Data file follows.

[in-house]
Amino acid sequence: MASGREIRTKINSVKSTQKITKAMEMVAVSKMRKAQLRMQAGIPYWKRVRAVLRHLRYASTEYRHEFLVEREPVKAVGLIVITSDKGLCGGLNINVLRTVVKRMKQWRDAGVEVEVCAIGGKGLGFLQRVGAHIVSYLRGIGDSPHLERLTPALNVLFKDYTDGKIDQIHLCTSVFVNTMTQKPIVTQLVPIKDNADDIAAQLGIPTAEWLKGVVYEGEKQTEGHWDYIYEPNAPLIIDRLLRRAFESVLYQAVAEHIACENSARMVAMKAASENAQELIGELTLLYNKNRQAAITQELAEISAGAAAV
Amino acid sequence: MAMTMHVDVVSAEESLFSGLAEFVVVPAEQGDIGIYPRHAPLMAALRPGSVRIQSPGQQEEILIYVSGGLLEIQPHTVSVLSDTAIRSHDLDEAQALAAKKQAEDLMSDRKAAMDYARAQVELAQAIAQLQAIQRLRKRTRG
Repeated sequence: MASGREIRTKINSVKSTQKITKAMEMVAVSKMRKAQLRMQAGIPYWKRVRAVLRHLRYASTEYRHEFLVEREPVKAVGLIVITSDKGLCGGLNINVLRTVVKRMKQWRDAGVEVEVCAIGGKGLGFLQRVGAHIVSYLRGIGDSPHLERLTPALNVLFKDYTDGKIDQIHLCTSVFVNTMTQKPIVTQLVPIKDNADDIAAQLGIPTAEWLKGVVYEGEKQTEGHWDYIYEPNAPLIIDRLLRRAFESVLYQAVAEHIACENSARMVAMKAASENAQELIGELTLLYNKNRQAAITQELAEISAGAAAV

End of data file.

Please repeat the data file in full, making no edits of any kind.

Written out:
[in-house]
Amino acid sequence: MASGREIRTKINSVKSTQKITKAMEMVAVSKMRKAQLRMQAGIPYWKRVRAVLRHLRYASTEYRHEFLVEREPVKAVGLIVITSDKGLCGGLNINVLRTVVKRMKQWRDAGVEVEVCAIGGKGLGFLQRVGAHIVSYLRGIGDSPHLERLTPALNVLFKDYTDGKIDQIHLCTSVFVNTMTQKPIVTQLVPIKDNADDIAAQLGIPTAEWLKGVVYEGEKQTEGHWDYIYEPNAPLIIDRLLRRAFESVLYQAVAEHIACENSARMVAMKAASENAQELIGELTLLYNKNRQAAITQELAEISAGAAAV
Amino acid sequence: MAMTMHVDVVSAEESLFSGLAEFVVVPAEQGDIGIYPRHAPLMAALRPGSVRIQSPGQQEEILIYVSGGLLEIQPHTVSVLSDTAIRSHDLDEAQALAAKKQAEDLMSDRKAAMDYARAQVELAQAIAQLQAIQRLRKRTRG
Repeated sequence: MASGREIRTKINSVKSTQKITKAMEMVAVSKMRKAQLRMQAGIPYWKRVRAVLRHLRYASTEYRHEFLVEREPVKAVGLIVITSDKGLCGGLNINVLRTVVKRMKQWRDAGVEVEVCAIGGKGLGFLQRVGAHIVSYLRGIGDSPHLERLTPALNVLFKDYTDGKIDQIHLCTSVFVNTMTQKPIVTQLVPIKDNADDIAAQLGIPTAEWLKGVVYEGEKQTEGHWDYIYEPNAPLIIDRLLRRAFESVLYQAVAEHIACENSARMVAMKAASENAQELIGELTLLYNKNRQAAITQELAEISAGAAAV